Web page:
“There’s been a HUGE increase in use, after everyone has been cooped up inside,” says Kronsberg. Here’s some good news: it’s only going to get better. Aside from some of the newly-installed sculptures by the Charleston Parks Conservancy, Kronsberg says next will be implementing the city’s “Greenway Master Plan” created with the conservancy.

First up will be intersection enhancements to make crossings and intersections safer. Next up will be beautification and landscaping, to include water fountains. The Bikeway, winding from Wappoo Road to Higgins Pier on the other side of St. Andrews Boulevard, will also be resurfaced.

Those who ventured off the Greenway onto the Bikeway found one of West Ashley’s hidden gems, with its winding path and water elements pouring into its curves, in the future Kronsberg says it will offer the most flexibility for renaissance as the city owns it outright. The local water system leases the Greenway to the city.

But you can’t venture out on either of the ways if you’re not healthy. That’s where longtime nurse Amanda Biondi comes in. She is literally on the frontlines of the corona virus battlefield.

West Ashleyian Biondi helps run and man the Roper St. Francis Covid-19 testing site in North Charleston. The day she spoke to the paper, she had overseen testing on 30 people, with a max of 213 in a six-hour period on a single day a few weeks before.

She and her staff have swabbed everyone from children to grandparents. “Covid-19 doesn’t know or care how old you are,” she says.

“We use professionals who are highly trained at specimen collection – from a regular nurse to a physician’s assistant or a doctor of medicine – to do the swabbing while following best practices guidelines,” says Biondi, who also runs a health clinic for those without ability to pay. “The line goes very quickly.”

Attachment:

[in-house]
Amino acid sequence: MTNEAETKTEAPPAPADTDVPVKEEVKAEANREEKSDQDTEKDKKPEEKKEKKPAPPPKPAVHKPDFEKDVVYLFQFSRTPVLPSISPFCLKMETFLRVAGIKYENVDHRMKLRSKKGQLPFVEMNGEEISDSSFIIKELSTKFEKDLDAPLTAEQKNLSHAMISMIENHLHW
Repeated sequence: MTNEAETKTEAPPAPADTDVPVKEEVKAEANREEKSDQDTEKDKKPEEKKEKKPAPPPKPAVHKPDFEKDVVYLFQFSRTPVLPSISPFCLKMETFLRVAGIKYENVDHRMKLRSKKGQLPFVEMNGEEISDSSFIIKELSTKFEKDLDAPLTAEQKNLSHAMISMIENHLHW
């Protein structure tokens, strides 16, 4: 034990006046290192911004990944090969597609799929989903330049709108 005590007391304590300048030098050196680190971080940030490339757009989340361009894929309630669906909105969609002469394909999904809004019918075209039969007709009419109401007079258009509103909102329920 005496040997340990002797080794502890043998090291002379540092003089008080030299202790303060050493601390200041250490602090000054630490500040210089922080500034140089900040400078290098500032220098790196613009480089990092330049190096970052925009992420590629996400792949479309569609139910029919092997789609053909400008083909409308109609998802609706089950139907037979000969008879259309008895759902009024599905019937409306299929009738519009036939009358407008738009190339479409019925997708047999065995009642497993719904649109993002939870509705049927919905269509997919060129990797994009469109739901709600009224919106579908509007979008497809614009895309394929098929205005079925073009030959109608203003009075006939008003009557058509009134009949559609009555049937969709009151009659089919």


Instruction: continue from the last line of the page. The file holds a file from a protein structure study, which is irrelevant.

“It’s not scary at all; we are trained to do it,” says Biondi. There’s plenty of PPE – personal protection equipment – to go along with the training. “If we were fearful, we would transfer that to the patient, and that is something we do not want to do,” she says.

Sylvia Kellet makes sure everyone gets what they need at Doscher’s IGA on Savannah Highway, the “little store that has everything you need.”

Over the past six years, her second stint with the grocery, she has worked her way up from cashier to bookkeeper, but she’s not afraid to get behind a register or bag groceries.

“Over the last couple of weeks, it’s been like a hurricane around here,” says Kellet, likening the run on toilet paper to the run on milk and bread once Jim Cantore shows up. Over her shoulder on one of the aisles is a cache of Cottonelle that other stores can only dream of.

“We might not have the brand you’re looking for, but everyone leaves with what they need,” says Kellet. Purifying alcohol products and disinfectant towelettes have been the hardest to keep on the shelves, but with three trucks coming a week, the most anyone has to wait for what they need is a day.

Kellet describes some of the customers, haggard by confinement and possibly an overload of family, as “growl-y,” but for the most part “West Ashley is a nice place with nice people,” she says.

Thanks to all the Sylvias, Amandas, Jasons, bike monkeys, and Hagans.